The joint effort known as the “Oregon Organizing Project” has helped more than 3,000 Oregon workers win a voice on the job in the past several months. In the most recent campaign, several Oregon unions pitched in and worked together to help more than 300 Head Start workers at Mount Hood Community College who wanted to form a union to address serious workplace concerns.
The city of Portland, Ore., is planning to discuss a proposal by the Everybody Benefits community coalition that would require businesses to provide paid sick leave to their employees. The coalition is made up of labor, community and business groups and is seeking to follow in the footsteps of San Francisco and other cities that have successfully passed similar ordinances.
In a series of video letters, working families and retirees ask members of Congress not to cut Social Security, Medicare or Medicaid benefits. Because of the fiscal obstacle course created by Congress, some in Washington, D.C., want to cut these lifelines. But there is no need to cut Social Security, Medicare and Medicaid, particularly when any cuts would directly harm working families.
While Oregonians exercised power at the polls in the 2012 elections Tuesday, workers in Portland also were gearing up for another election that would give them a powerful voice on the job.
After electoral wins across the state and three successful organizing drives in the past three months, full-time, part-time and extra board paratransit drivers and dispatchers with First Transit Region 3 voted Wednesday to form their own union with the Amalgamated Transit Union (ATU) Local 757. By an overwhelming margin, 160 employees voted to form the union in the election yesterday, which was conducted by the National Labor Relations Board (NLRB).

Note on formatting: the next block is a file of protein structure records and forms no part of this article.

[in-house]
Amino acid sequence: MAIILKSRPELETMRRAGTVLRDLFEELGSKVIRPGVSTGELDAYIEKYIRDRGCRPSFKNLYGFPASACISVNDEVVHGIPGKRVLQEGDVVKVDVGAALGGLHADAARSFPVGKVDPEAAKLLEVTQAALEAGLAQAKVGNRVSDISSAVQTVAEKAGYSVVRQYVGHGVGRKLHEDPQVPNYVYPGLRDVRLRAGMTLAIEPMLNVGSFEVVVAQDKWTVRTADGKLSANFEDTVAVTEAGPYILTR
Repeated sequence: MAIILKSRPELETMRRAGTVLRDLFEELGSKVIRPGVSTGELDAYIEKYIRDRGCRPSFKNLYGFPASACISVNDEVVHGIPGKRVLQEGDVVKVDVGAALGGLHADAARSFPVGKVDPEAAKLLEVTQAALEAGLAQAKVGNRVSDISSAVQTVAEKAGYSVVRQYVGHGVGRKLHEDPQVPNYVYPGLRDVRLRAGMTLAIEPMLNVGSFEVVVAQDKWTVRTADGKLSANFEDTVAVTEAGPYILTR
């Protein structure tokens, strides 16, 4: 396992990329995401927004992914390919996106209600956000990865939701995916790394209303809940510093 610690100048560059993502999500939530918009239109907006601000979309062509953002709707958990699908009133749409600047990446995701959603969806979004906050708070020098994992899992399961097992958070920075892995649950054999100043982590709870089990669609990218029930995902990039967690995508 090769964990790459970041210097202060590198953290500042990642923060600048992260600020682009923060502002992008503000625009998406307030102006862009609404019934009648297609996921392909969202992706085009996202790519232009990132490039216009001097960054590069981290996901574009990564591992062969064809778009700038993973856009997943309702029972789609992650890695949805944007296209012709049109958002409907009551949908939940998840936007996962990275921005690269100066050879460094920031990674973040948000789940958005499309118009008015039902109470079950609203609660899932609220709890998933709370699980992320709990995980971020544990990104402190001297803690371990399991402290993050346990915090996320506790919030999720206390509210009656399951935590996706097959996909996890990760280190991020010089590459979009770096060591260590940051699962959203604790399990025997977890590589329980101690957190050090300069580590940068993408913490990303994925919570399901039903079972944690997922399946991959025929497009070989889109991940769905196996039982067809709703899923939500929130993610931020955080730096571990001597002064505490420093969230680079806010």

Organizing and mobilization, in theory, is one thing; it’s a whole different ballgame in practice.
After a week of orientation at the AFL-CIO headquarters in Washington, D.C., Union Summer interns in Portland, Ore., are applying the theories they learned to the hands-on work they do on-site.
Intern Lesley Salinas explains:
The time spent in Washington I classify as 'theory’ versus the hands-on training that I have been involved in locally in the community. During the training, I was given a lot of information that has been truly useful during these Union Summer weeks.
AFL-CIO blog readers and our Facebook community loved the story about the Oregon AFL-CIO turning the right-wing characterization of unions as "thugs" on its head by setting up three “Hug-a-Thug” stations in Portland, Ore., parks where passersby received hugs from Letter Carrier Willie Groshell (NALC) and members of Theatrical Stage Employees (IATSE) Leah Okin and Patrick Landers.
Oregon working families helped propel former state Sen. Suzanne Bonamici (D) to victory yesterday in a special election for the U.S. House in the state’s northwestern First Congressional District. Bonamici, who defeated Republican businessman Rob Cornilles, replaces David Wu who resigned last year.
This from Alfonso Nevarez in the AFL-CIO Collective Bargaining Department.
Powell’s Books in Portland, Ore., is in the process of laying off 7 percent of its workers due to declining sales. International Longshore and Warehouse Union (ILWU) Local 5 units at Powell’s Burnside and Beaverton stores, as well as the Hoyt Street and Northwest industrial warehouses, will be affected by the layoffs. Local 5 President Ryan Van Winkle said that Powell’s was proactive in notifying workers of their bumping and separation rights.